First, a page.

Monday, April 11, 2011

Queenstown, Milford Sound & the Southern Alps: Day 2

We awoke in Queenstown on March 19 to brilliant clear blue skies. Real Journeys agreed with us that it was perfect flying conditions to soar over the Southern Alps to join a 3 hour boat cruise up and down the Milford Sound.


We met our pilot at the airport to take the 40 min flight across the Southern Alps. The scenery was sensational, although the pictures through the plane's windows will not accurately show the true majesty of what we witnessed.

Getting ready for takeoff
Co-Pilot Harrison


Queenstown Airport
Western end of Lake Wakatipu
Milford Sound by air
Terra Firma in Milford Sound
It rains 220 days a year in Fiordland. Fortunately, it had rained heavily the day before our trip and the morning mist at Milford Sound soon lifted making for pleasant dry cruising conditions to see the torrential waterfalls that drain into Milford Sound.

Our boat, the MV Sinbad

Good hot chocolate!
A few of the dozen or so waterfalls that drain into Milford Sound.



Although every tourist boat dips its nose into a few of the waterfalls and our captain issued several disclaimers about water damage to expensive cameras, I couldn't take my finger off the shutter button. I love this sequence of photos.

The sound of the water is deafening ...
The wind created by the tons of water falling each minute ...
Here it comes ...
... Under the waterfall
By the time we arrived back at the cruise terminal, the sun was out and the clouds had cleared from Mitre Peak.

Mitre Peak

The pilot took a different flight path back to Queenstown and now the afternoon sun was shining. I'm sure I looked like an idiot with one hand holding the video camera glued to one window while I snapped away with the regular camera in the other. I'm running out of words to describe spectacular scenery, so I'll just show the pictures.


The Milford Sound cruise has long been sung as New Zealand's top tourist attraction and is sort of a "must-see" for any visitor to NZ.  It was spectacular but really paled in comparison to the experience of seeing the majesty of the Southern Alps from the air.


Taking a flight to Milford Sound may sound like an elitist thing to do, but it made a huge difference in our case. First, the trip by road from Queenstown was 4 hours there and back, so any kind of impression imprinted in the kids' memories would have been darkened considerably by 8 hours spent in the car. The flight was 40 minutes there and back. This also left us another half day to enjoy Queenstown.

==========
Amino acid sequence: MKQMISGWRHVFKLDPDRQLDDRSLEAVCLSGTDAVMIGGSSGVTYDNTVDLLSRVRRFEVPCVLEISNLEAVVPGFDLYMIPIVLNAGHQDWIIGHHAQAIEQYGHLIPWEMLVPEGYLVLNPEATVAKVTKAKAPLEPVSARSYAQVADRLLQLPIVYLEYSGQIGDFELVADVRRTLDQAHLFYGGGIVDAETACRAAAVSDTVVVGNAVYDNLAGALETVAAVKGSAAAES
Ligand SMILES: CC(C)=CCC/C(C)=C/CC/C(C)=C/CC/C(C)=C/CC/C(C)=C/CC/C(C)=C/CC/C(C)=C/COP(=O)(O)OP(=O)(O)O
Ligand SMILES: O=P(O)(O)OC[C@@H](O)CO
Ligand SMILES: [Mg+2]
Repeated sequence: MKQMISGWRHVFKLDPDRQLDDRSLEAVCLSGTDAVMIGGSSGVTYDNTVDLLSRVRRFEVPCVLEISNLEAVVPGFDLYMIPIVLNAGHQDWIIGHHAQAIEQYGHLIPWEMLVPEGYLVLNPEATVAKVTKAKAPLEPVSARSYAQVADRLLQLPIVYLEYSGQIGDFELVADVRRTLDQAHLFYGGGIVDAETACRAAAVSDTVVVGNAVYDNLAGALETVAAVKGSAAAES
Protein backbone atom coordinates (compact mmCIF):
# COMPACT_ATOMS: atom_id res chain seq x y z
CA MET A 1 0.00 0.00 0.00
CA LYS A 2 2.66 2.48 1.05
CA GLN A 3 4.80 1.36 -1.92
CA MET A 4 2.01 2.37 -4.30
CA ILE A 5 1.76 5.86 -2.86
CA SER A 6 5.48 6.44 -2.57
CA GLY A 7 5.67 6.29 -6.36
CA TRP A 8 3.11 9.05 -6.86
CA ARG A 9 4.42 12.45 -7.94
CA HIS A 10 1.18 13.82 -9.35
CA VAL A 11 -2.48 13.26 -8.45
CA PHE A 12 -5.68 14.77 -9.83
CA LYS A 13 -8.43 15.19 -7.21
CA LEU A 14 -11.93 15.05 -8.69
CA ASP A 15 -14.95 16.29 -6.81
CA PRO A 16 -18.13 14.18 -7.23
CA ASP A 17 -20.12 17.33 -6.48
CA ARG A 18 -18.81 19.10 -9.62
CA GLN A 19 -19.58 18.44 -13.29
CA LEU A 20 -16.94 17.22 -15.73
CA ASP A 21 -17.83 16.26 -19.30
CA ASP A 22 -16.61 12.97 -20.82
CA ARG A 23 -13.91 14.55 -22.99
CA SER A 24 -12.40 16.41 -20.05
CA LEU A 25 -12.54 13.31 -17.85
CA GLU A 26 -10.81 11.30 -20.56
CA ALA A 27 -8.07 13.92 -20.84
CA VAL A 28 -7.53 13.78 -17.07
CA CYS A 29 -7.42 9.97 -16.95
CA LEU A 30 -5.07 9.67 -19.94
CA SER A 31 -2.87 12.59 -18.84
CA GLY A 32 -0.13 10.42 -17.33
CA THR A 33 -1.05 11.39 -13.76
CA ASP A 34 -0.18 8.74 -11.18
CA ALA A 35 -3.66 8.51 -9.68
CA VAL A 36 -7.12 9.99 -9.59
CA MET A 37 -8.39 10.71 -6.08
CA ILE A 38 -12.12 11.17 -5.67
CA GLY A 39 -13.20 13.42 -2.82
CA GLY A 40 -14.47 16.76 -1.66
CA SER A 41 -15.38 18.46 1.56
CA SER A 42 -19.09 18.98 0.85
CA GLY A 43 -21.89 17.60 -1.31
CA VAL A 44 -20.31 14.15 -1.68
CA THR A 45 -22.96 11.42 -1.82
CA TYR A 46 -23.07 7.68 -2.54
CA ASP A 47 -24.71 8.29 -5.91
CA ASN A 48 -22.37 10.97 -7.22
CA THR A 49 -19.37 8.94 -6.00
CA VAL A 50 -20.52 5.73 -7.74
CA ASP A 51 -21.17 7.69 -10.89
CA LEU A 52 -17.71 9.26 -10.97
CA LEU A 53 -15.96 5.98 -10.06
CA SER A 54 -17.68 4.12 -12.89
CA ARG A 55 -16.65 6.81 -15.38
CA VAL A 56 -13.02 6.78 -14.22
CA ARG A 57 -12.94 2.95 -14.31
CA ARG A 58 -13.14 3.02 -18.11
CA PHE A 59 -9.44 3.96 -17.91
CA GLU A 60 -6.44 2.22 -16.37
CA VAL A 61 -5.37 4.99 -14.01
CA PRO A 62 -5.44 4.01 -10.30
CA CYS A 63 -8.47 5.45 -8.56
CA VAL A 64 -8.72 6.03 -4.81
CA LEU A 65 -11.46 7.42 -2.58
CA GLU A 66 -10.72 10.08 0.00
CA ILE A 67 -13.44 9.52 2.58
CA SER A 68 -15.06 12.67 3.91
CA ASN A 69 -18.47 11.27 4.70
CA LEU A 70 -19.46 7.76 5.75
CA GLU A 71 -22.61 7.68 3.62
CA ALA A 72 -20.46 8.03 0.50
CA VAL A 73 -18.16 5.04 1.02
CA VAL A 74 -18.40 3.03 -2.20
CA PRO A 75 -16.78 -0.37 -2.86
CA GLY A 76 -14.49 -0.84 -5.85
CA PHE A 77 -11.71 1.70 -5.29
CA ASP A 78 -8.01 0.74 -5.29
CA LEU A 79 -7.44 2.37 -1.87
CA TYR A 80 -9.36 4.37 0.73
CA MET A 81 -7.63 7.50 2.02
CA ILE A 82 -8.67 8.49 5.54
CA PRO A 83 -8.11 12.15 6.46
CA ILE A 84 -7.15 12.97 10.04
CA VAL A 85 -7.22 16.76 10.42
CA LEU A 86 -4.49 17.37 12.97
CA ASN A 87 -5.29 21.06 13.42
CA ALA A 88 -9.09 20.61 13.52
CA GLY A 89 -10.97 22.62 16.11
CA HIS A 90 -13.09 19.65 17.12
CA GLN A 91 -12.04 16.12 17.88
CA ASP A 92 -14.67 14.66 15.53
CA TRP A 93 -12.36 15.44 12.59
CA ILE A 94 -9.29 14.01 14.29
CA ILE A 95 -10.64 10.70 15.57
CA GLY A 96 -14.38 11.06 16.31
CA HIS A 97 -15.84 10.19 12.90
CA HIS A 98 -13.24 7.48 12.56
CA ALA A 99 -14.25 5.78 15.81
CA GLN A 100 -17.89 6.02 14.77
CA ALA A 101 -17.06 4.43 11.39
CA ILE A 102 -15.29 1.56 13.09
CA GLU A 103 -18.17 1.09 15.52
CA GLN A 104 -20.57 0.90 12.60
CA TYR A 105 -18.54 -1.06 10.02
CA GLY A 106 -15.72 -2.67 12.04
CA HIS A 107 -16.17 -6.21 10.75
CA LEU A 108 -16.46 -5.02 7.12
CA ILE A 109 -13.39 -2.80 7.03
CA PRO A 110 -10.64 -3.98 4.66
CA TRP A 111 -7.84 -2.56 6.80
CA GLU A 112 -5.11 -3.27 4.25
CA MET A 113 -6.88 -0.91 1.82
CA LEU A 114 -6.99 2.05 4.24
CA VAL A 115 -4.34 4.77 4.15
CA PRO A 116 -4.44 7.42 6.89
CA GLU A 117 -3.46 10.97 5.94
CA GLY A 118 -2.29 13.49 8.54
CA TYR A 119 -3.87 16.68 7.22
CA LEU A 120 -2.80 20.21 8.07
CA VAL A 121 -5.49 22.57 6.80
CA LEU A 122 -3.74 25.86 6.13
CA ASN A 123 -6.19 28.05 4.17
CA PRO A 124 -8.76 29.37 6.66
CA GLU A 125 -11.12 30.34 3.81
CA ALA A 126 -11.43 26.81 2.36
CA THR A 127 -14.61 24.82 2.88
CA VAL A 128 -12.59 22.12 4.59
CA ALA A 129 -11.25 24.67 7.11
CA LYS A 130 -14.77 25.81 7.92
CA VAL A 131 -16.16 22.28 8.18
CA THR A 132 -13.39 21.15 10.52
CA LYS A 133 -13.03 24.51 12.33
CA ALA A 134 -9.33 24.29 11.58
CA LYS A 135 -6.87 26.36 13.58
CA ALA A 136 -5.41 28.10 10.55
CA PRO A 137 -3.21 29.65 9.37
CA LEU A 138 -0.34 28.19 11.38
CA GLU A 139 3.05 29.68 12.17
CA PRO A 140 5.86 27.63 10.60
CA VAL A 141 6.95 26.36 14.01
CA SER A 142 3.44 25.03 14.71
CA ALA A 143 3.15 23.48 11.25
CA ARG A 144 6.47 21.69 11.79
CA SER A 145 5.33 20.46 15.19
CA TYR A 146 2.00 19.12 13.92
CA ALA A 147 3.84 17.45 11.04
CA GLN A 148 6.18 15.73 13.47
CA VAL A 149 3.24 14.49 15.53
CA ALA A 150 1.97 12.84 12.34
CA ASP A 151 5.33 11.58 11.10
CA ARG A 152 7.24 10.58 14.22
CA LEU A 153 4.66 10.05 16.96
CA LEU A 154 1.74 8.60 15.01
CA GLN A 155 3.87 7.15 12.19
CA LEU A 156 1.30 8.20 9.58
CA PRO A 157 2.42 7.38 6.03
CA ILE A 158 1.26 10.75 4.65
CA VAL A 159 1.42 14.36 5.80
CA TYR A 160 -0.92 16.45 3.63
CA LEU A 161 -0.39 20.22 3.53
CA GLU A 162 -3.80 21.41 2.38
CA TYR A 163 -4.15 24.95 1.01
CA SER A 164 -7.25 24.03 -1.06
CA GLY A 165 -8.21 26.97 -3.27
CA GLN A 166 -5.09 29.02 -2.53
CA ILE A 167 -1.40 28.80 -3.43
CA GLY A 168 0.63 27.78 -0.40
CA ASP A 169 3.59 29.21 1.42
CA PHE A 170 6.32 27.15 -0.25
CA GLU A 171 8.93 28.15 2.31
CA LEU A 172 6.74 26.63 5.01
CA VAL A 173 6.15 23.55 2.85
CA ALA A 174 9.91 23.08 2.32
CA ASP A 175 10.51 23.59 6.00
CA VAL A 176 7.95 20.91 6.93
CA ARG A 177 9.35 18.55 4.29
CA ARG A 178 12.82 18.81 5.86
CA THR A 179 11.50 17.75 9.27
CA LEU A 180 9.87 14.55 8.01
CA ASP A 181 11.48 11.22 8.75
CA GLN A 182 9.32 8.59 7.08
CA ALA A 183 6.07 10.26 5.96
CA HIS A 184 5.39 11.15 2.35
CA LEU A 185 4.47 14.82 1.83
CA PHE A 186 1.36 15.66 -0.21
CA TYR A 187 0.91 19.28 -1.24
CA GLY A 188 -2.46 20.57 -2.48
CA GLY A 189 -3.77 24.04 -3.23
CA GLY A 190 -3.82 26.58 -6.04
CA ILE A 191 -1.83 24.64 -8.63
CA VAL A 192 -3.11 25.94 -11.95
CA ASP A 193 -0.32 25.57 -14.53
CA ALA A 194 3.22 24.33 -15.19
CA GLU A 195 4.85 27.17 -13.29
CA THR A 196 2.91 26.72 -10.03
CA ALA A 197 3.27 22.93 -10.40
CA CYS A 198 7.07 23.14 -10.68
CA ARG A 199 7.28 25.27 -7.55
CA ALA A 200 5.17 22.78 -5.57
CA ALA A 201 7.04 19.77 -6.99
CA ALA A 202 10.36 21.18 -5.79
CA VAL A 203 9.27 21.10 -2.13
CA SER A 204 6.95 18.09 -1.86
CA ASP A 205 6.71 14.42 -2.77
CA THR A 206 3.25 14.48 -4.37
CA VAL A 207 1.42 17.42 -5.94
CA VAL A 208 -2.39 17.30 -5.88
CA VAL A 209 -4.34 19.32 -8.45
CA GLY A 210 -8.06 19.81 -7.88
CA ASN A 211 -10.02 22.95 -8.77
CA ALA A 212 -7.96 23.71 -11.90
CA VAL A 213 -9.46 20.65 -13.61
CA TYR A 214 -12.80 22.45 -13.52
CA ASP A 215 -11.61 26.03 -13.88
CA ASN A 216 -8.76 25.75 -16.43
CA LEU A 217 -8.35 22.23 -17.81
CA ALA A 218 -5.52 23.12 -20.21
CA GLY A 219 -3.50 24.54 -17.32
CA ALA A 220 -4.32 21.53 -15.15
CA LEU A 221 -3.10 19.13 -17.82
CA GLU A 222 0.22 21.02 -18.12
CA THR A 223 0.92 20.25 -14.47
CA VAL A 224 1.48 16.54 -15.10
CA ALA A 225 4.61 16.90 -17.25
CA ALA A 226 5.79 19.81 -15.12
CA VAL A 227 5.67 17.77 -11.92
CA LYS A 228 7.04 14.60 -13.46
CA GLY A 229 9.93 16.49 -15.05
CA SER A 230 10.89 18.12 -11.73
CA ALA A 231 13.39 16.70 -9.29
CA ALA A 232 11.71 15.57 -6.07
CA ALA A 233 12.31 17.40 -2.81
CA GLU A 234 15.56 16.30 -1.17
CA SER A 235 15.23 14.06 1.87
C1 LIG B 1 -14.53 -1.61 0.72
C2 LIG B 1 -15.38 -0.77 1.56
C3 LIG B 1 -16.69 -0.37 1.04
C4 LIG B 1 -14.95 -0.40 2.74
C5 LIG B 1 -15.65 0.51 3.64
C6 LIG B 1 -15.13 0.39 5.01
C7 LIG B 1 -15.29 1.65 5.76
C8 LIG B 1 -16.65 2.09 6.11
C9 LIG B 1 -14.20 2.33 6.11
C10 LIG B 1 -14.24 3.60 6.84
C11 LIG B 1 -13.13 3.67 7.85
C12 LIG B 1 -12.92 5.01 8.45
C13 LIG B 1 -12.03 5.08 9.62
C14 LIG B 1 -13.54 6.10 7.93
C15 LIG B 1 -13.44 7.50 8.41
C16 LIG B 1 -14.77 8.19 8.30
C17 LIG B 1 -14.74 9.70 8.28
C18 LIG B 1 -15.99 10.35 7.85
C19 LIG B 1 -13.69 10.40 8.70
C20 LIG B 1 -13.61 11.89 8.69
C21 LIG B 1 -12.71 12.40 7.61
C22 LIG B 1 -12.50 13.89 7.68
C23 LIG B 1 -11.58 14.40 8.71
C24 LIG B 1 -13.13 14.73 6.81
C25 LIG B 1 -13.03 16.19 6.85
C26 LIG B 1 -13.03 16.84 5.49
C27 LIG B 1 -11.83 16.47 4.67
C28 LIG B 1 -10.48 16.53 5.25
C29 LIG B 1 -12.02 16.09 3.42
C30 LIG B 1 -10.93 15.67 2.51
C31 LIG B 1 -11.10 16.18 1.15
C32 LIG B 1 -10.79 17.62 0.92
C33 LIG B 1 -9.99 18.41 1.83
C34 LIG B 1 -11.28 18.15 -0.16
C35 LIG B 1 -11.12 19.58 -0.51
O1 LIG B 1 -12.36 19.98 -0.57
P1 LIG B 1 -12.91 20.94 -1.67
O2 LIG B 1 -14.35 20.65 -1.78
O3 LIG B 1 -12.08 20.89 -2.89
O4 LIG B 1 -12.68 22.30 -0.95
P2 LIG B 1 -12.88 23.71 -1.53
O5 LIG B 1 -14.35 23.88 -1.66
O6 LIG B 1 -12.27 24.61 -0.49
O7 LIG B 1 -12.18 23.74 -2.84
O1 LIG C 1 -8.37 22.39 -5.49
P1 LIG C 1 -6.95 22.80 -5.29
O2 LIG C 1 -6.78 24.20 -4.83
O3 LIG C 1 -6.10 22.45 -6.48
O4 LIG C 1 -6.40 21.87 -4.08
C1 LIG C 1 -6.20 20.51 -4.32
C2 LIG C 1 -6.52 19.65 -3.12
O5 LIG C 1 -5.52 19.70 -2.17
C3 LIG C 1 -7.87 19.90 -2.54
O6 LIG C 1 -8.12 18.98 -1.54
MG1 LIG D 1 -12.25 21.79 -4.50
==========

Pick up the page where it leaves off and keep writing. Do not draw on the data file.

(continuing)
Second, New Zealand is a very touristy country. Tourism expenditures totaled $22.4 billion in the fiscal year ending in March, 2010 and tourism accounts for nearly 20% of New Zealand's total exports of goods and services. No matter which fantastic vista you are visiting, there will be several companies that will rent you bikes or horses or kayaks to enhance your experience. Even more companies will take you out fishing or hang-gliding or sky-diving or jet-boating or hiking. There will be several flight companies and helicopter companies that will offer to buzz you around the clouds.

I had decided that I would get the family up in the air at least once during our trip and I figured that this was the best opportunity. Touring the North Island volcanoes from Taupo was a close second.

Back in Queenstown and giddy from the morning's experiences, we headed back to our condo to unwind. Wine glasses were refilled several times. Pictures and videos drew oohs and ahhs from ... well, me and to a lesser extent Trish who observed my excitement with considerable amusement.


At this point, we were all thoroughly convinced that Queenstown is the BEST place to visit in New Zealand. However, it isn't only the adventures and attractions in and around Queenstown that give it this deserving award. After being active all day, travelers have ample opportunity to relive the exciting moments of their trip in the many excellent restaurants and bars and purchase mementos of their stay in the many shops that line the attractively laid out waterfront and streets of Queenstown. It offers the whole package. Although less patterned than the ski resorts of Mont-Tremblant and Whistler, there were definite similarities.

I'm sure some urban planner has thought this out quite thoroughly and we fell in line without a struggle. After a relaxing afternoon, our first stop was Central Art Gallery to see if there was a painting from a NZ artist that we could use to grace our walls in Beaconsfield. After living in our house since 2003, our walls are still relatively bare. We ended up buying an original from a NZ artist named Brian McCracken. You'll all have to come over and see it when we get back to Montreal in August.


Less than half a block away, we struck gold again at Flame Bar & Grill. Good thing I had made a reservation as the restaurant was at capacity by 7:00pm. I should have taken a picture of their signature dish, the delicious half rack of ribs that filled a 16" x 12" cutting board, but it looked far too delicious and I was far too hungry, so I'll show you one I stole from Trip Adviser. Harrison polished one off too.


Yeah - this is a HALF rack! So delicious!
After dinner, there was more shopping and once again a visit to Patagonia Chocolates to power our walk up the hill back to our condo.

Patagonia Chocolates
Fashionista at Four dressed in "All Black".

What an awesome day!

1 comment:

  1. superb post.....sharing information related to queenstown. i like Queenstown Resorts

    ReplyDelete